Saudi Arabia confirms LGBT visitors are welcome in kingdom

The official Saudi Arabia tourism website has been updated to confirm that LGBT visitors are welcome in the kingdom and unmarried couples can share accommodation.

In its Frequently Asked Questions section, the Visit Saudi Arabia website’s response to the question “Are LGBT visitors welcome to visit Saudi Arabia?” says: “Everyone is welcome to visit Saudi Arabia and visitors are not asked to disclose such personal details.”

The website also responds to the question “Are unmarried couples welcome to visit Saudi Arabia?” by saying: “Everyone is welcome to visit Saudi Arabia. As is the case when visiting other countries, it is important to respect local customs and act in a culturally appropriate manner. Unmarried couples are able to share accommodation.”

However, Saudi is sticking to the Islamic prohibition on alcohol.

The website asks “Is alcohol available in Saudi Arabia?” The response is: “No. The consumption of alcohol is illegal in Saudi Arabia. Saudi Arabia offers unique and authentic experiences. Explorers, culture enthusiasts and adventurers will be able to enjoy these without alcohol.”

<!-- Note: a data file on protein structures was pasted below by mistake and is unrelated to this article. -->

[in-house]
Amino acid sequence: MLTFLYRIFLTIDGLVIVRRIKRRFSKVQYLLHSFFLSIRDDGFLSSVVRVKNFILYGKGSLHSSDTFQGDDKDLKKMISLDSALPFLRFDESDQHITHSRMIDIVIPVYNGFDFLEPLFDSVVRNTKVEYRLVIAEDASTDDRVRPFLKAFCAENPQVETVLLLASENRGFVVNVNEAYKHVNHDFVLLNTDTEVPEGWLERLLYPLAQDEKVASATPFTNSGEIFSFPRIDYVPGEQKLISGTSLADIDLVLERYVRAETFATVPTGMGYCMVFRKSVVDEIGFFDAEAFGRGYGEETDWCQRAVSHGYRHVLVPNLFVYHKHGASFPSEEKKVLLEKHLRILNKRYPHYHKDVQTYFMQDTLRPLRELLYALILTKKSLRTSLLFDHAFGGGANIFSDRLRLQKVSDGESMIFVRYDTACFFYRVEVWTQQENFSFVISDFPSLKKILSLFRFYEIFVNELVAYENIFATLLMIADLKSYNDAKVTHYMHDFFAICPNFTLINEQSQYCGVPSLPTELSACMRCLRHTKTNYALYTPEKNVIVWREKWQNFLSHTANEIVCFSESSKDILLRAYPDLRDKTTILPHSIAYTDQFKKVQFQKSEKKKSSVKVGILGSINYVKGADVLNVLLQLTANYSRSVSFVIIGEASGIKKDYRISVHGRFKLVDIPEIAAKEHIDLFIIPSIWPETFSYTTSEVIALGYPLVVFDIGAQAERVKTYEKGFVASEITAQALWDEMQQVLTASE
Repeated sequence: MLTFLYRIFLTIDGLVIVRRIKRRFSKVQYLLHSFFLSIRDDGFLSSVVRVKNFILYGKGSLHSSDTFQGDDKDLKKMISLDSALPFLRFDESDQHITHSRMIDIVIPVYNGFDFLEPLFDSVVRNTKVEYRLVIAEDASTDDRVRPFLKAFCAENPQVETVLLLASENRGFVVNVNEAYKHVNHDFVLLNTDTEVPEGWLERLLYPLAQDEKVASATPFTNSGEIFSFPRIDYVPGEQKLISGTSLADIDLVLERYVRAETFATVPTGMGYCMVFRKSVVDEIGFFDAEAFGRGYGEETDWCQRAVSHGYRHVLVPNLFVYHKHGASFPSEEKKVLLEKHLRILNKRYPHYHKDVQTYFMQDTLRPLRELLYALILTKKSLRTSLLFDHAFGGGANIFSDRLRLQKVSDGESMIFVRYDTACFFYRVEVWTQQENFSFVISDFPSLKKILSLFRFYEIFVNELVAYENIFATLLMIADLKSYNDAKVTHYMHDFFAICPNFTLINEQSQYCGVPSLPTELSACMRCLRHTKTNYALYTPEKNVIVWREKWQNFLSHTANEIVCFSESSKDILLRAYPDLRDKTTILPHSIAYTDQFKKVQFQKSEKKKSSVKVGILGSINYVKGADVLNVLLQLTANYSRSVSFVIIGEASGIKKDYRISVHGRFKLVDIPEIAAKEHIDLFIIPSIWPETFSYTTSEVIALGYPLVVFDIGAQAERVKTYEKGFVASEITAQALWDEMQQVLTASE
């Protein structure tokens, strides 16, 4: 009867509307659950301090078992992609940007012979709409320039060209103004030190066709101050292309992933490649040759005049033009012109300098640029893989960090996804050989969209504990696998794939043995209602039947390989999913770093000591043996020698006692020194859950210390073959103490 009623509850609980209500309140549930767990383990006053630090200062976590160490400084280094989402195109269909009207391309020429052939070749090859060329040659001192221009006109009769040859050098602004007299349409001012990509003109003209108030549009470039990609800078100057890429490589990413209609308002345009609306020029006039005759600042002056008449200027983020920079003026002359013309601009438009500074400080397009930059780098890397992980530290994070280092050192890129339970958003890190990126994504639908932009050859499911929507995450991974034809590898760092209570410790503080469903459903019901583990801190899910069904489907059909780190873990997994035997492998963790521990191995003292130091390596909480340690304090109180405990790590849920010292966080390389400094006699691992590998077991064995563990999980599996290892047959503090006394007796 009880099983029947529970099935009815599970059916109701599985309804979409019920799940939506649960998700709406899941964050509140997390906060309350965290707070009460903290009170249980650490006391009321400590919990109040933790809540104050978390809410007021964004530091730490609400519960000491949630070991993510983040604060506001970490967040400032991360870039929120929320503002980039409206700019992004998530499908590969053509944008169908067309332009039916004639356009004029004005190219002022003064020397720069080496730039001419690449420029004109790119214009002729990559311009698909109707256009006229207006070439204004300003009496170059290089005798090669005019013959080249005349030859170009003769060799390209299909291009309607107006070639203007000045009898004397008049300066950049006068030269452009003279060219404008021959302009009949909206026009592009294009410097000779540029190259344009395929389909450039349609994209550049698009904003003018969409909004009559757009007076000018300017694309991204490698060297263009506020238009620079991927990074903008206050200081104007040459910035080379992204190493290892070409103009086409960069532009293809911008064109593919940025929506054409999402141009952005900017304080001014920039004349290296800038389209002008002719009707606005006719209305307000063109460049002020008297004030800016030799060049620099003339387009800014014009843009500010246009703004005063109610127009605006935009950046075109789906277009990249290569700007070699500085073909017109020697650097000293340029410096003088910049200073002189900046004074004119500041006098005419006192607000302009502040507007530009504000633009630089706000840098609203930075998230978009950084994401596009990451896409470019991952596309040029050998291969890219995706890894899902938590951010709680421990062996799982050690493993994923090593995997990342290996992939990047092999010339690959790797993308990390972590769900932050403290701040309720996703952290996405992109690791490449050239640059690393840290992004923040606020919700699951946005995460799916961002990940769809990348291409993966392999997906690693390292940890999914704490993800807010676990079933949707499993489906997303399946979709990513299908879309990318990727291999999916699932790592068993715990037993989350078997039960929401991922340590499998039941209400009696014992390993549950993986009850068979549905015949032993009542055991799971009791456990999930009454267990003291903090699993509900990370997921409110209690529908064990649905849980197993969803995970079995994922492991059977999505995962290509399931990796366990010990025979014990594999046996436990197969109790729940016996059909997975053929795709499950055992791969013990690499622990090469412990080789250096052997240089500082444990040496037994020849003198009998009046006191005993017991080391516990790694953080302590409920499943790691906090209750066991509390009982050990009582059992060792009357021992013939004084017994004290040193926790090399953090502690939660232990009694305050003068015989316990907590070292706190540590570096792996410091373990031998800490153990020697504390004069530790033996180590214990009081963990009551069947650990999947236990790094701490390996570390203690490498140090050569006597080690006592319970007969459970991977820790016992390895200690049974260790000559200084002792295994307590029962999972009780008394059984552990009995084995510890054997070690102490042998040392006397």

Saudi Arabia has been actively working to expand its tourism industry in recent years as part of its Vision 2030 plan to diversify the country’s economy and reduce its dependence on oil.

The government has launched several initiatives to attract more tourists to the country, such as easing visa restrictions and investing in infrastructure, attractions, and events.

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The LGBTQ+ travel market is a growing and lucrative segment of the travel industry.

According to a report by the International LGBTQ+ Travel Association (IGLTA), the global LGBTQ+ travel market is estimated to be worth over $218 billion annually.

That said, homosexuality is still illegal in Saudi Arabia and is considered a criminal offence as per Islamic law which views homosexuality as a major sin and a threat to the traditional family structure.

Under Saudi Arabian law, homosexual acts are punishable by imprisonment, fines, and even the death penalty. In practice, authorities may also use flogging or other forms of physical punishment.

Up until now public displays of homosexuality or other LGBTQ+ activities have not been tolerated.

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